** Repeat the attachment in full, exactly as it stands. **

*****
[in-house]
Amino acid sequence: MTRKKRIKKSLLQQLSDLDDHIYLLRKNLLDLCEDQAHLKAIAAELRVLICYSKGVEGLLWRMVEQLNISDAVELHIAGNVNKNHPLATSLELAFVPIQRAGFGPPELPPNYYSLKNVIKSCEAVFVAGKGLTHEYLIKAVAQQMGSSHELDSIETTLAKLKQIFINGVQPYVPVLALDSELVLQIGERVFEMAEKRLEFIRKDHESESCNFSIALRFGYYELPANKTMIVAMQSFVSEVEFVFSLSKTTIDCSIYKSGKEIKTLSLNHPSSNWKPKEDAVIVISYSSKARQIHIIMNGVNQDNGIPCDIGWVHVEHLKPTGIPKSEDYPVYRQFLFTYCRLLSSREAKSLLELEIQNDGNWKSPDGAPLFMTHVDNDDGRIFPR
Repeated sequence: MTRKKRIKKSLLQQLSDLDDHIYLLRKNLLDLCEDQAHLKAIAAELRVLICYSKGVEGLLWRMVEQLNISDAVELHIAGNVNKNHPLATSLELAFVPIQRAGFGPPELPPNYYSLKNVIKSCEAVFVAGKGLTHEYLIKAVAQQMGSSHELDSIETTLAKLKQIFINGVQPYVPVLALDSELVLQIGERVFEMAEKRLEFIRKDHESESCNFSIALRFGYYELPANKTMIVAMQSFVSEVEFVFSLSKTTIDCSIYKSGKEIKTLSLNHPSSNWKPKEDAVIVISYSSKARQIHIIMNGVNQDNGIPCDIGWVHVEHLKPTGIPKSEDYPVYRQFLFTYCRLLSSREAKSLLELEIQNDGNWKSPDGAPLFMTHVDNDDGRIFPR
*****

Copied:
[in-house]
Amino acid sequence: MTRKKRIKKSLLQQLSDLDDHIYLLRKNLLDLCEDQAHLKAIAAELRVLICYSKGVEGLLWRMVEQLNISDAVELHIAGNVNKNHPLATSLELAFVPIQRAGFGPPELPPNYYSLKNVIKSCEAVFVAGKGLTHEYLIKAVAQQMGSSHELDSIETTLAKLKQIFINGVQPYVPVLALDSELVLQIGERVFEMAEKRLEFIRKDHESESCNFSIALRFGYYELPANKTMIVAMQSFVSEVEFVFSLSKTTIDCSIYKSGKEIKTLSLNHPSSNWKPKEDAVIVISYSSKARQIHIIMNGVNQDNGIPCDIGWVHVEHLKPTGIPKSEDYPVYRQFLFTYCRLLSSREAKSLLELEIQNDGNWKSPDGAPLFMTHVDNDDGRIFPR
Repeated sequence: MTRKKRIKKSLLQQLSDLDDHIYLLRKNLLDLCEDQAHLKAIAAELRVLICYSKGVEGLLWRMVEQLNISDAVELHIAGNVNKNHPLATSLELAFVPIQRAGFGPPELPPNYYSLKNVIKSCEAVFVAGKGLTHEYLIKAVAQQMGSSHELDSIETTLAKLKQIFINGVQPYVPVLALDSELVLQIGERVFEMAEKRLEFIRKDHESESCNFSIALRFGYYELPANKTMIVAMQSFVSEVEFVFSLSKTTIDCSIYKSGKEIKTLSLNHPSSNWKPKEDAVIVISYSSKARQIHIIMNGVNQDNGIPCDIGWVHVEHLKPTGIPKSEDYPVYRQFLFTYCRLLSSREAKSLLELEIQNDGNWKSPDGAPLFMTHVDNDDGRIFPR